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HCR Law Events

9 March 2021

Regulatory enforcement after Covid-19 and your workplace

This week has seen the first step back towards to a more normal life, which will lead us to returning to our workplaces within our businesses.

The ‘stay at home’ rule will end on 29 March 2021, but many restrictions will remain in place and we are being encouraged to work from home where possible. However, from 12 April 2021 (at the earliest) non-essential retail and businesses will be allowed to re-open, including indoor leisure facilities. By 17 May 2021 (at the earliest) all but the highest risk business sectors will be able to re-open.

Inevitably, businesses will need to resharpen their risk assessments and safe systems of work. Many businesses by now will have put in place specific Covid-19 risk assessments and, certainly in the short term, it would be wise to retain some of the measures in the Covid-19 risk assessments.

As always, the starting point is to comply with the obligations in sections 2 and 3 of the Health and Safety at Work Act 1974 (HSWA). All reasonably practicable steps must be taken to ensure the health, safety and welfare of your workers and anyone else impacted by your operations.

By way of reminder, a breach of HSWA 1974 is a criminal offence enforced by the Health and Safety Executive (HSE), local authority Environmental Health Officers, and the police (where there has been a fatality and there is the possibility of corporate manslaughter and/or individual gross negligence manslaughter).

The HSE’s position on Covid-19 enforcement

Figures released by Public Health England at the end of February 2021 show there had been 3,549 Covid-19 outbreaks in workplaces, including offices, factories, and construction sites, since July 2020. There were 100 outbreaks during the latter part of February 2021 alone, despite the country still being in lockdown, when only essential workers were supposed to be travelling to work.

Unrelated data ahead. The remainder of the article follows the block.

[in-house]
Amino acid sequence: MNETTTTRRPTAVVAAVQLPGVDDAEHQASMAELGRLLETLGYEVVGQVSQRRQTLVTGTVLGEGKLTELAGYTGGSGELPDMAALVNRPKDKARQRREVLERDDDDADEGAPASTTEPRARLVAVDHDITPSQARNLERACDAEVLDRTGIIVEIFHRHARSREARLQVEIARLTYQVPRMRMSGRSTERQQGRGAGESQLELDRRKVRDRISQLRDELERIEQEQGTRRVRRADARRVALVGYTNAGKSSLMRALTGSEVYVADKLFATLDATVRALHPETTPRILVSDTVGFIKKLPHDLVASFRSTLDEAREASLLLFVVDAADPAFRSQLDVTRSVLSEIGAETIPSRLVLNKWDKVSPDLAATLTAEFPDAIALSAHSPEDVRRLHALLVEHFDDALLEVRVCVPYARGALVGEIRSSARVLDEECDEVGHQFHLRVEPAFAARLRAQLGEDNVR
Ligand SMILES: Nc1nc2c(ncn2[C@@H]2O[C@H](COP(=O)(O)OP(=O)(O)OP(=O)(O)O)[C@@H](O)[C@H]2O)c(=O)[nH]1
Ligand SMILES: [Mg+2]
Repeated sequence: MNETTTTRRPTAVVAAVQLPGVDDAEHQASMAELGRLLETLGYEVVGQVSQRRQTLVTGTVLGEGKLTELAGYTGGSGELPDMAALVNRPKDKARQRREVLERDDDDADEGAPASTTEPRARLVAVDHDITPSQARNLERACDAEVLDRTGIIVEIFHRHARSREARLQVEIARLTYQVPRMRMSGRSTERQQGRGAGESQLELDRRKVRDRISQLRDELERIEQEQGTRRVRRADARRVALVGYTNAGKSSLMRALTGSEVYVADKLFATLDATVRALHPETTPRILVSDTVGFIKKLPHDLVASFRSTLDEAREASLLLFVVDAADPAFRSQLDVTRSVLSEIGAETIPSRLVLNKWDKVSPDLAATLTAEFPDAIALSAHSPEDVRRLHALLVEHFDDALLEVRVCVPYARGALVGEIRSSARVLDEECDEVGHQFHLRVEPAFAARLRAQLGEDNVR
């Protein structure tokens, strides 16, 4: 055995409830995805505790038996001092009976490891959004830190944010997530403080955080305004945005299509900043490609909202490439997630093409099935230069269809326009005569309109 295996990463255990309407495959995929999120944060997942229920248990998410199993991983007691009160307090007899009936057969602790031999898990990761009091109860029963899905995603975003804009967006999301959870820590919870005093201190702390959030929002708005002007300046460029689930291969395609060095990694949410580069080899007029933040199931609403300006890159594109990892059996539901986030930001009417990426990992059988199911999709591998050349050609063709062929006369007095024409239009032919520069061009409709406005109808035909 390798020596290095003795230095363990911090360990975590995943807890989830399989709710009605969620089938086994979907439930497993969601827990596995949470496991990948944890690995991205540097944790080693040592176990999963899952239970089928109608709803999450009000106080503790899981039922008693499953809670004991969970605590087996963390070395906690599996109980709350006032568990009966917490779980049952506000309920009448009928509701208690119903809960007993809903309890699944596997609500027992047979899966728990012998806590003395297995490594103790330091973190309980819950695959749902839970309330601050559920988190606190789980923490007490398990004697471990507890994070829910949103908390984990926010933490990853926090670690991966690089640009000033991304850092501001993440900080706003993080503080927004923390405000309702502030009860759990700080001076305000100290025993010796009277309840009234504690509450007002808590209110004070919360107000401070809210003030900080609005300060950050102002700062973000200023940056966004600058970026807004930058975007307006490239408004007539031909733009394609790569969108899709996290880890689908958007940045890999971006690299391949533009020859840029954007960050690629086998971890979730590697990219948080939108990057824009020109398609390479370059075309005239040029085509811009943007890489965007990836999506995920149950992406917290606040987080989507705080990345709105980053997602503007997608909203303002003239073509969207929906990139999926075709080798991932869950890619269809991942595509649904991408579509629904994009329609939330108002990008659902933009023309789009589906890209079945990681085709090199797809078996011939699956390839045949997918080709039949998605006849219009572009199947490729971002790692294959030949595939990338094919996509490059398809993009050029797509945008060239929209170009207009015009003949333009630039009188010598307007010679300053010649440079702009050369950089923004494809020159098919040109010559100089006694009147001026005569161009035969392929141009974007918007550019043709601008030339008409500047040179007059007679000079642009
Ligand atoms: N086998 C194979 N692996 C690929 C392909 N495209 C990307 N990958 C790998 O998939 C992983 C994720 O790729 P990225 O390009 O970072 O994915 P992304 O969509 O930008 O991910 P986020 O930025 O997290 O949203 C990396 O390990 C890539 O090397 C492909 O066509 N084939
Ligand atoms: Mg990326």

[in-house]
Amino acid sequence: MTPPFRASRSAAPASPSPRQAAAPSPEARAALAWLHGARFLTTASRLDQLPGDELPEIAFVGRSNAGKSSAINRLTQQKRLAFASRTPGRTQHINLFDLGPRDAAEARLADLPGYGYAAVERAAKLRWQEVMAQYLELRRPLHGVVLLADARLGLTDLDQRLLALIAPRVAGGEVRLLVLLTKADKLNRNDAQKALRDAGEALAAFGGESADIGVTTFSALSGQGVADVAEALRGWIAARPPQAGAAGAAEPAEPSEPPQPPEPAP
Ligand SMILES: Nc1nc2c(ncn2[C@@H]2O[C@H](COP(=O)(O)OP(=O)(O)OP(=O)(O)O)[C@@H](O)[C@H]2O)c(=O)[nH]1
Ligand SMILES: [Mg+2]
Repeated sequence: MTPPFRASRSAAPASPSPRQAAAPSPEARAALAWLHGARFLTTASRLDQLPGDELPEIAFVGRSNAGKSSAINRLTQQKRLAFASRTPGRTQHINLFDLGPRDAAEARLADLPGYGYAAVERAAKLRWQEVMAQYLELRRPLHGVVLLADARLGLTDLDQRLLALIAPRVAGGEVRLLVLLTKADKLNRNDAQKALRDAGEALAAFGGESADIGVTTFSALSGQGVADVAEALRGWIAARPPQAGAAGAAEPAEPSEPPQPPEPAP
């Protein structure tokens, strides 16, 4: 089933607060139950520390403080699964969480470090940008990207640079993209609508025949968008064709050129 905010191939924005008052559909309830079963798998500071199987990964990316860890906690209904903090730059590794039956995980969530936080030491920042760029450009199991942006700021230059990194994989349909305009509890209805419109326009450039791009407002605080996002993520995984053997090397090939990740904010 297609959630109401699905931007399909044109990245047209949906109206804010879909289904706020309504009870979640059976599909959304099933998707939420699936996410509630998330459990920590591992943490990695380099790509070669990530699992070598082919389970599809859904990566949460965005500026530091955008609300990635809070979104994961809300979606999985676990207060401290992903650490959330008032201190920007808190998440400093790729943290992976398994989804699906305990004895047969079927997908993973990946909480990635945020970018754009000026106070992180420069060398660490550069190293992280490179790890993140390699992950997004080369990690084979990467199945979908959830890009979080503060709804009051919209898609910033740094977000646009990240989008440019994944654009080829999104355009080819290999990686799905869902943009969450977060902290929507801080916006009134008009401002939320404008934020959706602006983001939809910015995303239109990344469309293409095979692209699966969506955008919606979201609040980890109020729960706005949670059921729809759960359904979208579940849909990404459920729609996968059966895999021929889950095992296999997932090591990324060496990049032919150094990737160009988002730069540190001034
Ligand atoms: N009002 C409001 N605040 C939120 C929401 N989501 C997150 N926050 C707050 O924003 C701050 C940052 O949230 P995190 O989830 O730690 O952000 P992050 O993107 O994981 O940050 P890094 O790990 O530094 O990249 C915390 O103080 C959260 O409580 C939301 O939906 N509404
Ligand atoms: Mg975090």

Analysis of the HSE’s enforcement database reveals there have been no Covid-related prohibition notices, which allow inspectors to immediately halt activity in workplaces deemed injurious or damaging to health, since March 2020.

So, what’s going on?  Employment minister Mims Davies has stated that Covid-19 had been classified as significant rather than serious, as it “best supports inspectors in making sensible, proportionate regulatory decisions”.

She added that effects of Covid-19 were “non-permanent or reversible, non-progressive and any disability is temporary” for the working population as a whole.

Therefore, the HSE has decided not to place Covid-19 in its highest risk category but that (according to a spokesperson for the HSE) it was “wholly inaccurate” to suggest the HSE was not treating the pandemic seriously.

The HSE has maintained the position that it would ‘prosecute where appropriate’, but it has stressed that it was ‘facilitating swift responses by employers through direct persuasion, advice and reprimand, not slower legal proceedings.’